We seek to help our students, through team-based projects, workplace experiences, travel abroad, and leadership activities in both classroom and non-classroom settings, gain a better understanding of those factors which will be critical for their success in this increasingly diverse and global job market. If we are successful, current students will recognize that each culture has something positive to contribute, and as graduates, they will work together to find solutions to this ever-changing society and global workforce.

ACES in the Dominican Republic

Jan 4
Meredith Blumthal, Director of ACES Education Abroad Program

One of my favorite parts of my job as the Director of Education Abroad for the College of ACES is traveling to the Dominican Republic with my freshman discovery course. We are currently in the Dominican Republic and will be here until January 12. The class is a great mix of students from all backgrounds – urban and rural, representing six different ACES majors. We left January 2 and already have overcome the challenges of travel – airline mechanical issues caused major flight delays which meant we spent way too much time in the Miami airport, but we made it!

Students are learning firsthand about what it means to work and travel globally –even though we arrived at 1 a.m., we still had to be up bright and early for our briefing at the U.S. Embassy. We will be spending our time here in Dominican Republic learning about agricultural and food systems.  Specifically, our program includes learning about sugar cane processing, the entire coffee supply chain, and avocado and banana export processing.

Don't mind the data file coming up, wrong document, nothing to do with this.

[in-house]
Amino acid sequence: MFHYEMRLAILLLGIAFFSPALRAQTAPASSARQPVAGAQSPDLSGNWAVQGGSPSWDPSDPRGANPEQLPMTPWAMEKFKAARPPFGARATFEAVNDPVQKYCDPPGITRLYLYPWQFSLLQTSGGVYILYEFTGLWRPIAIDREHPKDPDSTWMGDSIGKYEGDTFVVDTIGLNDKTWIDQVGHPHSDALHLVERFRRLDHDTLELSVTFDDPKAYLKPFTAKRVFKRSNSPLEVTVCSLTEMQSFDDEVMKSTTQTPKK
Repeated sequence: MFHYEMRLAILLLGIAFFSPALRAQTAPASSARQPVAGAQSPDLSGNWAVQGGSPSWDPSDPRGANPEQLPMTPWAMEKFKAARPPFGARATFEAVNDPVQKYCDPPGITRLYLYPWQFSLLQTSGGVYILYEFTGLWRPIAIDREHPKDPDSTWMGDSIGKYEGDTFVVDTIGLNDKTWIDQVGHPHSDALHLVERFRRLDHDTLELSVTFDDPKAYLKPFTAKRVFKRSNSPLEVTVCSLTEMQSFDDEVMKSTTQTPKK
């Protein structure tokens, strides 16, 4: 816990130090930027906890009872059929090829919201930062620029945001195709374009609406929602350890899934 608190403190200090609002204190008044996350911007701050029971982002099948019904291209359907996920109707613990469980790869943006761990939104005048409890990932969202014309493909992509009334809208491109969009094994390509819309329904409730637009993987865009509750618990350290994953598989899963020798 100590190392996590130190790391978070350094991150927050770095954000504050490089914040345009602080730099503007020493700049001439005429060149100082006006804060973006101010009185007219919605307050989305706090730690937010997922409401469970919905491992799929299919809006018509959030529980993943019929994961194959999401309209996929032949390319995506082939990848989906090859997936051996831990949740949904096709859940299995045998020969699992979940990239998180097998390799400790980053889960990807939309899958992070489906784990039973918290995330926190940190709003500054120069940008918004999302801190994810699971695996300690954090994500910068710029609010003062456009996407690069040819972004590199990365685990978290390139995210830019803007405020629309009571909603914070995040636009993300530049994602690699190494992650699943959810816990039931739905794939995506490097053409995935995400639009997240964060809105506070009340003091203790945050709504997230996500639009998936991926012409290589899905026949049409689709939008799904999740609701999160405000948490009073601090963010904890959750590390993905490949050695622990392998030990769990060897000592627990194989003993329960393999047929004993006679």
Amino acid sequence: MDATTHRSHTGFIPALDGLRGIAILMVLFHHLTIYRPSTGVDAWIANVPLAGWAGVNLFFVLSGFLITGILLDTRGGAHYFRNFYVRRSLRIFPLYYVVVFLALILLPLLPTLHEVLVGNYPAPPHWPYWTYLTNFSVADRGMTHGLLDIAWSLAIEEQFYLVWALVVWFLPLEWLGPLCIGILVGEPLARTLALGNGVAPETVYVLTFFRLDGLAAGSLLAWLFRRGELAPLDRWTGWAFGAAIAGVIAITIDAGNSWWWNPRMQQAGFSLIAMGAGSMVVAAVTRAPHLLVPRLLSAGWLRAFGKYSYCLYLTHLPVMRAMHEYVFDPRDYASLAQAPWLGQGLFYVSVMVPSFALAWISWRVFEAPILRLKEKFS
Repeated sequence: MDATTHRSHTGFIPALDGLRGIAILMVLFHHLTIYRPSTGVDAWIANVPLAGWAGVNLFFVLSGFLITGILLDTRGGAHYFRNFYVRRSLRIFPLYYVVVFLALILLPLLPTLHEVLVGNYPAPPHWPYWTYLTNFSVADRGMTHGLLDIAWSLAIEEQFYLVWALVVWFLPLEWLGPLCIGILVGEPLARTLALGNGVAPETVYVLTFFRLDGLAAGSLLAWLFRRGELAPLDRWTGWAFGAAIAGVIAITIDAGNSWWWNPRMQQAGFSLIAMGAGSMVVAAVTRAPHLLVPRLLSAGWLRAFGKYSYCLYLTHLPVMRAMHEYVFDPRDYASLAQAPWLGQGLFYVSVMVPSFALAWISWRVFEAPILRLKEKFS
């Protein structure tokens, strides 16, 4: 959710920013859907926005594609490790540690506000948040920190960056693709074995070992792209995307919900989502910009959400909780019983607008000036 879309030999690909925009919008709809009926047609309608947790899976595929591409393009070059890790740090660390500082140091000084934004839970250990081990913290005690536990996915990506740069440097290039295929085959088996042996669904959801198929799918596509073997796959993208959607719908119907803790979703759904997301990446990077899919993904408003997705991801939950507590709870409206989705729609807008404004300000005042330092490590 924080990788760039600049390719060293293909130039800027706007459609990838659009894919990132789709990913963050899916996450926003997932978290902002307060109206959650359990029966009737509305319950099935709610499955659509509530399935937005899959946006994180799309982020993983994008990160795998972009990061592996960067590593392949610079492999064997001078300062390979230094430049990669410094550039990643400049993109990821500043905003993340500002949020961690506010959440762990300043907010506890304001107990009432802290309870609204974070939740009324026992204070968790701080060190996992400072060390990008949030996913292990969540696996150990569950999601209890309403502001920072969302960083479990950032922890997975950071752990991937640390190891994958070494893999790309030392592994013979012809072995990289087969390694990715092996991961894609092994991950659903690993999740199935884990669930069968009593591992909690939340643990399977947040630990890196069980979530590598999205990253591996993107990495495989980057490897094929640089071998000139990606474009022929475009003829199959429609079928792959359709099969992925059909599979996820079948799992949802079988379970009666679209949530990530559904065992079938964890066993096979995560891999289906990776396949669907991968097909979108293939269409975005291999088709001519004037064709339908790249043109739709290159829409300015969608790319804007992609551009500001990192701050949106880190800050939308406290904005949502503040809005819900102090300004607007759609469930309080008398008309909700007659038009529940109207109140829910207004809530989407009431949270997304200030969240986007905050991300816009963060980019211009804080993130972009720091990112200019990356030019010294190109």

It’s also important to understand the culture of a country if you want to work globally so we will spend time learning about and experiencing Dominican culture from our partners at ISA University in Santiago, which has been our partner for many years.  Although this is only my second time leading this program, ACES has been coming to the Dominican Republic for so many years that many people remember past student groups. Sometimes we even find Illinois memorabilia at their offices from past programs.